The latest installment of Public Policy & Aging Report (PPAR, Vol. 19, No. 1) evaluates current models of creating sustainable lifelong communities for people of all ages. The issue's four articles also explore some of the controversies associated with options presently available.
In the lead article, Jon Pynoos, PhD, and Caroline Cicero, MSW, MPL, track the United States' progress in the development of aging-friendly communities. These include home modification and community-level innovations designed to lessen isolation and increase social interaction.
Stephen Golant, PhD, suggests that aging in place (i.e., using physical and social structures to allow older adults to remain in their homes as long as possible) may be an inappropriate option for many elders due to financial barriers, local policies, and flawed data about its actual appeal. He urges people to recognize when appropriate community alternatives are necessary.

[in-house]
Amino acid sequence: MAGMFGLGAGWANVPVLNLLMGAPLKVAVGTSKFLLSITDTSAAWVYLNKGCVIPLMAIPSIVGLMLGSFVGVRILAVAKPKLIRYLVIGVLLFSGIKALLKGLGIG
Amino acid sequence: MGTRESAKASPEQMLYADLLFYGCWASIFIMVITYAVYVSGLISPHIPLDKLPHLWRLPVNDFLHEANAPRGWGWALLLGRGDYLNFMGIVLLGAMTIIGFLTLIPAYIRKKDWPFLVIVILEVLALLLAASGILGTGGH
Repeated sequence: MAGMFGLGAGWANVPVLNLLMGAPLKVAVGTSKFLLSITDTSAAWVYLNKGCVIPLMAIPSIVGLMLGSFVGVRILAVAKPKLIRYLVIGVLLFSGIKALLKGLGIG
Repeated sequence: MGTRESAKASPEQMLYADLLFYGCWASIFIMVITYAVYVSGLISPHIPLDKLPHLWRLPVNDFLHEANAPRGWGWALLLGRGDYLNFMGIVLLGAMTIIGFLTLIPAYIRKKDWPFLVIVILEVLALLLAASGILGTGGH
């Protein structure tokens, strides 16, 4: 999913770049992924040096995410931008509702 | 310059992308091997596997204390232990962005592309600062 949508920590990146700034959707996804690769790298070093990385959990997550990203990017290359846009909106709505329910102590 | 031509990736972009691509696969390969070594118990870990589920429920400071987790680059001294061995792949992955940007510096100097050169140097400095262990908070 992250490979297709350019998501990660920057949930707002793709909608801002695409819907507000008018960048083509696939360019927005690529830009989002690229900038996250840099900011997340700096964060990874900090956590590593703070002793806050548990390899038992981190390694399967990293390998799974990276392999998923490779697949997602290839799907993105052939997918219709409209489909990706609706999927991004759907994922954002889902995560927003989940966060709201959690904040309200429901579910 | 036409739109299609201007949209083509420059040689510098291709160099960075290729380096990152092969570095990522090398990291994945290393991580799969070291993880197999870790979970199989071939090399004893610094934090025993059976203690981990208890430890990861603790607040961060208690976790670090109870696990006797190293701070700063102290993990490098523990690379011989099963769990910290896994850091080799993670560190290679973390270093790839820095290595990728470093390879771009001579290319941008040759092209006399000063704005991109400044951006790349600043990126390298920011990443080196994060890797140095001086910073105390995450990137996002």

Next, Kathryn Lawler, MPP, and Cathie Berger, LMSW, explore the Atlanta Regional Commission's comprehensive planning and design activities for creating communities that benefit all ages.
Andrew Blechman uses the final article to profile The Villages, an age-restricted community in central Florida. He critiques this upscale option, noting that private ownership impinges on traditional public functions and that troublesome intergenerational and racial issues lurk in the background of such a community.
Additionally, Sarah Frey contributes eight case studies of today's most innovative residential options for seniors.
|Contact: Todd Kluss|
The Gerontological Society of America